Art of truth-telling

The Weekend Australian - Review - - FILM REVIEWS -

GE­ORGE Clooney’s fifth film as di­rec­tor, The Mon­u­ments Men, cov­ers sim­i­lar ter­ri­tory to that of John Franken­heimer’s ex­cel­lent The

Train (1964) in that both movies ex­plore the theft of clas­sic art­works by the Ger­mans as they re­treated from oc­cu­pied coun­tries in the last year or so of World War II. In style and mood, how­ever, The Mon­u­ments

Men more closely re­sem­bles those large-scale en­sem­ble movies, such as The Dirty Dozen (1967) and Kelly’s He­roes (1970), in which an il­las­sorted bunch of good guys sock it to the Ger­man bad guys.

Clooney’s film is based on a book by Robert M. Ed­sel, with Bret Wit­ter, in which the au­thors de­scribe the ef­forts made to pre­vent some of Europe’s most fa­mous and price­less works of art from fall­ing into the hands of the Ger­mans or the Rus­sians or, worst of all, be­ing de­stroyed. Cen­tral to the story lie those age-old ques­tions about the value of art to so­ci­ety. If the Al­lies won the war but lost mankind’s cul­tural his­tory in the process, would this, in fact, have been a de­feat? And is the life of a man or woman worth more, or less, than, say, the Mona Lisa?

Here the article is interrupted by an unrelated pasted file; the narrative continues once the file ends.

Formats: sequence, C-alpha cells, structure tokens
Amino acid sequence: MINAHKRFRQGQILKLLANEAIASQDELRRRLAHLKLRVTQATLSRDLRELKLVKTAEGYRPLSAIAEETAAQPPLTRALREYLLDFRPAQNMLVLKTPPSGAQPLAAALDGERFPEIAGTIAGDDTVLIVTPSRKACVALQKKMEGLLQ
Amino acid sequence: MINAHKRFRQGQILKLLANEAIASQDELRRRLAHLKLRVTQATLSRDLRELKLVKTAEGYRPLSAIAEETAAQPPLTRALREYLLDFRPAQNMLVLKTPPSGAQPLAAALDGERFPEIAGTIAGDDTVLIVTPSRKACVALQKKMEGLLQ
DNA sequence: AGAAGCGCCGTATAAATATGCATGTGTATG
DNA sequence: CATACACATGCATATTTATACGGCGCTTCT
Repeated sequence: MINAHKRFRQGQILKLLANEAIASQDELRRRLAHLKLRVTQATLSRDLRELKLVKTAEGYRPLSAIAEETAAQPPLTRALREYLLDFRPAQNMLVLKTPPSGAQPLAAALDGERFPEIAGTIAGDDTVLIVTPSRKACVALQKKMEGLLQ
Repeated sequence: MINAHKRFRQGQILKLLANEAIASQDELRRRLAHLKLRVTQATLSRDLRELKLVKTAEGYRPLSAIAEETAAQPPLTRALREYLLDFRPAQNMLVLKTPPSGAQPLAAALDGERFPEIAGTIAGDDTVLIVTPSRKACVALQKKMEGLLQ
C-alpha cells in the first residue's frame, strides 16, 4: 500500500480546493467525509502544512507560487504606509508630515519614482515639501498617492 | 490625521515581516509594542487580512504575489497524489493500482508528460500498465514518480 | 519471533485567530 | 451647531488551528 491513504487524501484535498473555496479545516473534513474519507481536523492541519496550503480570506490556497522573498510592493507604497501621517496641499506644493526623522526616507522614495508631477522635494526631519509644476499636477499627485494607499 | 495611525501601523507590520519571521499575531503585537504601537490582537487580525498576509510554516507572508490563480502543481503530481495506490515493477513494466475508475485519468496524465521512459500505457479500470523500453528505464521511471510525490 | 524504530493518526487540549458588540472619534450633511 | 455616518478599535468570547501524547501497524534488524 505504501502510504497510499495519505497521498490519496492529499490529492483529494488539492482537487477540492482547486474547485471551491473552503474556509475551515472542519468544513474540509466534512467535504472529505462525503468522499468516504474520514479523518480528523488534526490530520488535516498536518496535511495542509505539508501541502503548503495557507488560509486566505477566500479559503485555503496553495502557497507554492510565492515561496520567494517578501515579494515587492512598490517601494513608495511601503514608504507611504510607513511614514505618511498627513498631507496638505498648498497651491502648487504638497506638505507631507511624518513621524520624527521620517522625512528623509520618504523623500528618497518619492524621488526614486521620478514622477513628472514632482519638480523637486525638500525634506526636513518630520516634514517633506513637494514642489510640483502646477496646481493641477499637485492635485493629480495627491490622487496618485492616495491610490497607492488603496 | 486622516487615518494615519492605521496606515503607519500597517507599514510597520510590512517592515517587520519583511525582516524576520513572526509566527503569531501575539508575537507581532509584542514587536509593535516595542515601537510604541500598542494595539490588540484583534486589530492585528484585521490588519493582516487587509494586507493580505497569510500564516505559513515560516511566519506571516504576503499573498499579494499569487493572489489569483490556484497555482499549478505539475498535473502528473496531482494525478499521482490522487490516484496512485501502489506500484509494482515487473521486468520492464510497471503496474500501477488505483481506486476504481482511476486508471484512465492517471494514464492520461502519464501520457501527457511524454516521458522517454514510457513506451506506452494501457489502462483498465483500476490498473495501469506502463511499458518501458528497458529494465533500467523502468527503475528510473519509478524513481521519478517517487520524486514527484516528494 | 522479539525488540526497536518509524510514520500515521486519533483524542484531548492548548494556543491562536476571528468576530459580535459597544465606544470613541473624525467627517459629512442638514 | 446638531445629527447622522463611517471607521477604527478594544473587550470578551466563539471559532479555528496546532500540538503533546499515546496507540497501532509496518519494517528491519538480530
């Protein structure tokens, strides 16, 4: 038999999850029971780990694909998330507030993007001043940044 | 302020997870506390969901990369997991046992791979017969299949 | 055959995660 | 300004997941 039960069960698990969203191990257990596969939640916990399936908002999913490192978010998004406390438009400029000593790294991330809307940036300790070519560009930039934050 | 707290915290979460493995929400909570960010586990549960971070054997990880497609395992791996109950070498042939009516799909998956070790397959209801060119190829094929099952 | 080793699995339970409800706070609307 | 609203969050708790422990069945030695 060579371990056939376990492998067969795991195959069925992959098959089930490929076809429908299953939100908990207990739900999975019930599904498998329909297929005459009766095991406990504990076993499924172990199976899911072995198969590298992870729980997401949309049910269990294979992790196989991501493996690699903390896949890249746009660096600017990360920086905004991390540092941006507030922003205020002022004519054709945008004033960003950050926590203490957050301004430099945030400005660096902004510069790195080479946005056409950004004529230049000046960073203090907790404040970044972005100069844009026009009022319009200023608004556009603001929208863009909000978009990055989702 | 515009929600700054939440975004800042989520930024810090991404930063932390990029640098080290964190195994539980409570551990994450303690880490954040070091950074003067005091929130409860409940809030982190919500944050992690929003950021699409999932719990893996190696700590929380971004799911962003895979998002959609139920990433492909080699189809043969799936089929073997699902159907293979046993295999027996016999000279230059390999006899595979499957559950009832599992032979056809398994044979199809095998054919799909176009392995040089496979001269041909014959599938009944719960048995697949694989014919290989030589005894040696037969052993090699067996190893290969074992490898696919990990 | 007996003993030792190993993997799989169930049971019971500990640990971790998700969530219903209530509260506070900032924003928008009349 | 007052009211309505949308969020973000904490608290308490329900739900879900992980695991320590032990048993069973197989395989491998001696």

The Mon­u­ments, Fine Arts and Ar­chives Sec­tion was formed in 1943 as part of the 12th Army Group, charged with the pro­tec­tion and doc­u­men­ta­tion of works of art dam­aged dur­ing the war as well as the in­ves­ti­ga­tion, lo­ca­tion, re­cov­ery and repa­tri­a­tion of art that had been stolen by the Nazis from France, Bel­gium, The Nether­lands and other coun­tries; they were stolen be­cause Hitler planned the es­tab­lish­ment of an art mu­seum in Linz, the Aus­trian town where he was born.